Ace Double Reviews, 9: Monsters in Orbit, by Jack Vance/The World Between and Other Stories, by Jack Vance (#M-125, 1965, $0.45)
by Rich Horton
Monsters in Orbit is presented as a novel, but it is actually two novellas, both featuring the same protagonist. The novellas were published in Thrilling Wonder Stories in 1952, "Abercrombie Station" in the February issue, and "Cholwell's Chickens" in the August issue. "Abercrombie Station" is about 23,000 words long, "Cholwell's Chickens" about 18,000 words. I have not seen the original issues in which these were published, so I don't know if the Ace publication involves any revisions, but I suspect not. "Abercrombie Station" is slightly better known, as it was reprinted in the Pocket Books collection* The Best of Jack Vance in 1976. Otherwise, as far as I or Contento know, these stories have only been reprinted in this Ace Double, and in the 1990 Underwood-Miller collection Chateau D'If. (This collection includes another Thrilling Wonder novella, the title story, originally called "New Bodies for Old" in the August 1950 Thrilling Wonder; and two fairly well known stories: "The Gift of Gab", from the September 1955 Astounding, and "Rumfuddle", from a 1973 Silverberg anthology, Three Trips in Time and Space.)
The World Between and Other Stories, by contrast, is frankly presented as a collection of stories. It's a fairly good one, with four novelettes and a short story, including his Hall of Fame story "The Moon Moth", totaling some 45,000 words.
The two stories in Monsters in Orbit both feature a teen-aged girl named Jean Parlier. She was abandoned by her parents as an infant, and raised to the age of 10 by a bar owner named Joe Parlier. Then she killed Joe and a few others (it is hinted that this was in self-defense of a rape threat), and gadded about the galaxy, escaping from the odd foster home or orphanage. At 16, and beautiful (and experienced), she answers an advertisement offering $1,000,000 to seduce and marry Earl Abercrombie, the owner of the satellite habitat/resort Abercrombie Station. The trick is that Abercrombie Station, due to its microgravity, is a haven for very fat people, to the extent that extreme obesity is considered beautiful, and a very slim girl like Jean is considered odd. But Earl Abercrombie is genetically unable to put on enough weight -- hence Jean's mysterious employer assumes she will attract him. (He has also shown signs of attraction to "Earth types" before.) Jean goes up to Abercrombie Station as a servant, and soon finds that a) her wiles don't really work on Earl, and b) even her cynical self can't bear the thought of marrying him, even for $2,000,000, or $10,000,000. But she also runs across some sinister secrets involving Earl's collection of monsters, and Earl's mysteriously and conveniently dead and exiled older brothers.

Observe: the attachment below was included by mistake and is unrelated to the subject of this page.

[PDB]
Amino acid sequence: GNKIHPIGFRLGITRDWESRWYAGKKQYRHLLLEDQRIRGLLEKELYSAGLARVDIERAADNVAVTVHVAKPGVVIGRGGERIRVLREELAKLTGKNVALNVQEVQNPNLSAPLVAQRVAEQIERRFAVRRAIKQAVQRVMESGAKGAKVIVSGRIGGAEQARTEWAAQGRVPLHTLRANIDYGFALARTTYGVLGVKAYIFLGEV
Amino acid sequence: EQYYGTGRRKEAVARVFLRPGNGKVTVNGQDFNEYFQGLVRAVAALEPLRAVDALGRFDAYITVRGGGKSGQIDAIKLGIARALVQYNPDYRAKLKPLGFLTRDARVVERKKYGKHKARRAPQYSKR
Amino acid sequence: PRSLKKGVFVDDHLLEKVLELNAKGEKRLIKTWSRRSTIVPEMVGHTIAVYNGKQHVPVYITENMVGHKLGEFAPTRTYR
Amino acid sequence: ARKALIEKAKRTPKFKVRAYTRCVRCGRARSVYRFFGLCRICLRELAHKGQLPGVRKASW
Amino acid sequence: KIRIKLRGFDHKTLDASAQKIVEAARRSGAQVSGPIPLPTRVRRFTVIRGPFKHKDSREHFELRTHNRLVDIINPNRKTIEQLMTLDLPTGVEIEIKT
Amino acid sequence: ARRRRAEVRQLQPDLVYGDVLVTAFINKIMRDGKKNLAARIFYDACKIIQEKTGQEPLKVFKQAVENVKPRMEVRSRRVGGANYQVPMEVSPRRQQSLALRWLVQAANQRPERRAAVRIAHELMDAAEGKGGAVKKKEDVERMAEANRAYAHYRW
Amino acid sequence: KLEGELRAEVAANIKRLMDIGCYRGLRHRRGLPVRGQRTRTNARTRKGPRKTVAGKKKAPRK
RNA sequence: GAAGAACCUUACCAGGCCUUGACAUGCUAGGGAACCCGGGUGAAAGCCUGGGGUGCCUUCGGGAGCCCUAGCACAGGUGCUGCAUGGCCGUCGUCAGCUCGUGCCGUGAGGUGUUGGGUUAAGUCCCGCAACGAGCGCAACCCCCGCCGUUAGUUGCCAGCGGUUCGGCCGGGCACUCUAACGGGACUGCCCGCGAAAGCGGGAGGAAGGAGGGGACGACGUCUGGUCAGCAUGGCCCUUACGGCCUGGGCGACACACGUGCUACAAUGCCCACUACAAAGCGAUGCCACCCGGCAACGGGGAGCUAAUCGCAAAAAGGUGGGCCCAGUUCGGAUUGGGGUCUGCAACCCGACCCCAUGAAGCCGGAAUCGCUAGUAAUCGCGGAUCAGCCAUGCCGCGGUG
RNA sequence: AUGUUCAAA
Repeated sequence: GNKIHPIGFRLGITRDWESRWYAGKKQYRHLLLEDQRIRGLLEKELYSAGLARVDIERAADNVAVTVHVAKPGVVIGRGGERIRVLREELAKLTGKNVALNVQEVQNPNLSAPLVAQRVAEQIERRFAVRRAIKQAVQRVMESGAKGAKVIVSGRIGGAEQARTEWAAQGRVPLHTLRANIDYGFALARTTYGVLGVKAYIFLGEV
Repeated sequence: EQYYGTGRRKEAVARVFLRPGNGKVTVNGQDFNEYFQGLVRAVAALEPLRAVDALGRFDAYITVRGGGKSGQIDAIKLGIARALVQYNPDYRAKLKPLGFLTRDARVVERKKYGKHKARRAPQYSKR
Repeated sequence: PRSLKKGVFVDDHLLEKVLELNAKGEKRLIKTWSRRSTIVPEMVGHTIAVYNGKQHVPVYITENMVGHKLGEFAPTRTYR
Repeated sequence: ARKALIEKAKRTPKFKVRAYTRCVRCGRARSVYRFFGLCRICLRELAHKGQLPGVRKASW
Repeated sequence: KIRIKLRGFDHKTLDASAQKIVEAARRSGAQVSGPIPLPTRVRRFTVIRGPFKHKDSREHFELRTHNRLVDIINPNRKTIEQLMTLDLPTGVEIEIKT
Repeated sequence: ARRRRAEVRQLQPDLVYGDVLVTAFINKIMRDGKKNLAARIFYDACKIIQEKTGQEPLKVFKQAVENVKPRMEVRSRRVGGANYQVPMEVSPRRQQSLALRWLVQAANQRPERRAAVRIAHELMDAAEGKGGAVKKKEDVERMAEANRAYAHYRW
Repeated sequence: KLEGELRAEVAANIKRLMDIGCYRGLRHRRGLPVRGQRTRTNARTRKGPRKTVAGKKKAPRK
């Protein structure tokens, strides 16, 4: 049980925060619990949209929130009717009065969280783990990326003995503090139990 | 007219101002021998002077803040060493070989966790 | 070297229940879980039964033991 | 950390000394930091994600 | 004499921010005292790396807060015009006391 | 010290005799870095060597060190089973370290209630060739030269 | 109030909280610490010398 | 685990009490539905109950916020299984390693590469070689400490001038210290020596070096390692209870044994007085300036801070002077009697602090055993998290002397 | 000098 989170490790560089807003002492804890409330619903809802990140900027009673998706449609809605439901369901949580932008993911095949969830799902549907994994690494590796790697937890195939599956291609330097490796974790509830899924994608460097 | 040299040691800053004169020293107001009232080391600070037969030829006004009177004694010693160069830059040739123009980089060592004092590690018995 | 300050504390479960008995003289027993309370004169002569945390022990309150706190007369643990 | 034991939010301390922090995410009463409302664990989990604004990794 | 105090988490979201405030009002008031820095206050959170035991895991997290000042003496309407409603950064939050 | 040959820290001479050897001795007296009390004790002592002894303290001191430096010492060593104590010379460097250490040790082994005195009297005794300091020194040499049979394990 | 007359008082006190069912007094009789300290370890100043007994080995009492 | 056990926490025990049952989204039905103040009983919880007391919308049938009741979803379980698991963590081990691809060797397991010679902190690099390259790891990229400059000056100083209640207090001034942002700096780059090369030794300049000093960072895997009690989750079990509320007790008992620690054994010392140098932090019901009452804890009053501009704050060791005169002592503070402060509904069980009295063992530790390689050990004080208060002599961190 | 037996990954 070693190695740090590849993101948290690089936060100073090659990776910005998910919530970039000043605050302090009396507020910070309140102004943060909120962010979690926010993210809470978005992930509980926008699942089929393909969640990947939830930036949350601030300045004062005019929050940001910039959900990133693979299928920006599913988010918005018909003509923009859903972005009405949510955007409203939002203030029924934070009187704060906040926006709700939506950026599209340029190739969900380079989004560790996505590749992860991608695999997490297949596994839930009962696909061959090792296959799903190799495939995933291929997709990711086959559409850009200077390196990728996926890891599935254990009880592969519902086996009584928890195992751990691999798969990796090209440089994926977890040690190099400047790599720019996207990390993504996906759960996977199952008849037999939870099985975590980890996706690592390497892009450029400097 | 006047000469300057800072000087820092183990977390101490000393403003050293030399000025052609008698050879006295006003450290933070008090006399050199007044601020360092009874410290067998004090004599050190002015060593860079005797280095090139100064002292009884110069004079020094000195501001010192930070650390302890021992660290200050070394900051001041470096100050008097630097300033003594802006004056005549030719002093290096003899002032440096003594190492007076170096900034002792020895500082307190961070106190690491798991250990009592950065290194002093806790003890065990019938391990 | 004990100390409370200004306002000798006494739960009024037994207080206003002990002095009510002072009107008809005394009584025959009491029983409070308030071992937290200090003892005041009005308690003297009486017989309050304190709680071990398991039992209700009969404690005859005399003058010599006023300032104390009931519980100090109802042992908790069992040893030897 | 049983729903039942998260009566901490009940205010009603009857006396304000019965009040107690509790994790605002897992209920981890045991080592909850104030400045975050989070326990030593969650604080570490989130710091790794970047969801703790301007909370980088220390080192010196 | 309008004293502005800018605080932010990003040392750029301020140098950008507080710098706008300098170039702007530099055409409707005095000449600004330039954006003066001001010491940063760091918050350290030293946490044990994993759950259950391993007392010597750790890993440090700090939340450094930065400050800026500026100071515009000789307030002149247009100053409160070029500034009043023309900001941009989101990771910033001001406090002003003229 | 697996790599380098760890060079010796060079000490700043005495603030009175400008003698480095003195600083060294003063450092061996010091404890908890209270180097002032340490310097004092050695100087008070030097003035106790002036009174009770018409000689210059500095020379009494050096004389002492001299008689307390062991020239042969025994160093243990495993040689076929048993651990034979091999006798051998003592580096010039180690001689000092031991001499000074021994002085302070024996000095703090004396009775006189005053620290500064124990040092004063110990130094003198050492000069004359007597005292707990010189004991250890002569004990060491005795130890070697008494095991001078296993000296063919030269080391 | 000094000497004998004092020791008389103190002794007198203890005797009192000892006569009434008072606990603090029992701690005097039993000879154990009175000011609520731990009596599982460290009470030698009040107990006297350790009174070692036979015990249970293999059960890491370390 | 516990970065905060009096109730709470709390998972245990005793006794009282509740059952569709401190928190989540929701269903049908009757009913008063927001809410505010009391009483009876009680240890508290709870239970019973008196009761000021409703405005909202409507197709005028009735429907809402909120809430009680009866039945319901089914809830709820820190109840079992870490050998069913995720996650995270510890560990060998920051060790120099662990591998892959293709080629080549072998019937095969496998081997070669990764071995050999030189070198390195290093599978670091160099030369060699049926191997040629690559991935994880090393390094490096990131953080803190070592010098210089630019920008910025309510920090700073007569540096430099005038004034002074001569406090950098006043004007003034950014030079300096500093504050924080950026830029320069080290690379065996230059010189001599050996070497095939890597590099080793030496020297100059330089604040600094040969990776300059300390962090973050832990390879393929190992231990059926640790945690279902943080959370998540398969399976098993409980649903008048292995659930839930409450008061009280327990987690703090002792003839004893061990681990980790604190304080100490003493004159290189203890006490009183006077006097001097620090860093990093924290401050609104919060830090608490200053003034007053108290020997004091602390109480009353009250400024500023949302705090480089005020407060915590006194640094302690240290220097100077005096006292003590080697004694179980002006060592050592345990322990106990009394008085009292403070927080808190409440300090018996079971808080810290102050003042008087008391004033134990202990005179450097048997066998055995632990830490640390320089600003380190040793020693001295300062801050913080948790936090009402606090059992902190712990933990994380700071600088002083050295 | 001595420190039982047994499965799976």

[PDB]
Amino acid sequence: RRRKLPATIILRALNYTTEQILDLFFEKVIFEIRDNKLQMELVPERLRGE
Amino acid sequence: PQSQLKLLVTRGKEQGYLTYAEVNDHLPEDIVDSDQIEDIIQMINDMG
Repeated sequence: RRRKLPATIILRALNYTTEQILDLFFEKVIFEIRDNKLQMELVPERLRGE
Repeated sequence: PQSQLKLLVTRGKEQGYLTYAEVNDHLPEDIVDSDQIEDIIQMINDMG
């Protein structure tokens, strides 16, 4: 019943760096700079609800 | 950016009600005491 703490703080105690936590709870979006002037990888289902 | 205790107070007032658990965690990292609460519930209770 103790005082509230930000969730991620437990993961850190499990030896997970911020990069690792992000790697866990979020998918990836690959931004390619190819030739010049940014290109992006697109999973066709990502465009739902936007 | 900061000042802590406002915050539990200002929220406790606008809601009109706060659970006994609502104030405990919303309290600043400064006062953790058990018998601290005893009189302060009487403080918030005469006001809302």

Naturally Jean manages to come out ahead, but it seems that money doesn't satisfy her. She really wants parents -- so in "Cholwell's Chickens" she heads back to her home planet to try to track down her parents. In so doing she encounters a mysterious man named Cholwell who claims to be raising chickens on the same planet. Jean finds her mother, rather unsatisfactorily, and also finds herself mistaken for another woman on this planet. And she encounters Cholwell again, soon to learn the what his "chickens" really are, and eventually to learn the true and surprising identity of her real parents.
Both stories are silly in many ways, and "Abercrombie Station" is borderline offensive at points. Jean is often sympathetic, but at the same time she is a multiple murderess (albeit with some justification). I actually rather enjoyed "Cholwell's Chickens", with reservations, but I thought "Abercrombie Station" unconvincing. It is a mystery to me how it was chosen for a Best Of collection. Also, I must have read it back then -- I own the collection, bought shortly after it came out in 1976. But I don't remember it at all.
The stories in The World Between and Other Stories are:
"The World Between" (10,600 words, from the May 1953 Future, wherein it was called "Ecological Onslaught") -- a team from the Blue Star, all names starting with "B", finds a planet in between their home and the rival Kay system (yes, all names starting with "K"). They claim it and begin terraforming efforts, but the Kay people, including a beautiful spy, drop off pests to spoil all the terraforming. The "hero" (ambiguously so) finds a clever counter to this, and wins the love of the spy in the process. Minor but somewhat intriguing in its ecological themes.
"The Moon Moth" (13,900 words, from Galaxy, August 1961) -- a classic story, about Edwer Thissell, newly come to Sirene, where everyone wears masks and abides by extremely fussy rules of manners. Edwer finally takes advantage of the rigidity of Sirenese society to gain extra status.
"Brain of the Galaxy" (9200 words, from Worlds Beyond, February 1951 -- it has later been retitled "The New Prime") -- the "ruler" of the galaxy is chosen by a battle of virtual experiences in various environments. A pretty good story, actually.
"The Devil on Salvation Bluff" (8300 words, from Fred Pohl's pioneering original anthology series Star, #3, 1954) -- colonists on a world with an eccentric orbit and multiple suns have a hard time adapting to the unpredictability.
"The Men Return" (3300 words, from the July 1957 Infinity) -- far in the future reality is slippery and arbitrary. But with sufficient will and rationality ... a neat, very different, story.
*Ballantine/Del Rey had put out a series of "Best Of" collections of authors such as Stanley Weinbaum, C. L. Moore, Lester Del Rey and many others, beginning in 1974. Pocket, apparently in response, started their own series, with entries from Vance and Poul Anderson among others.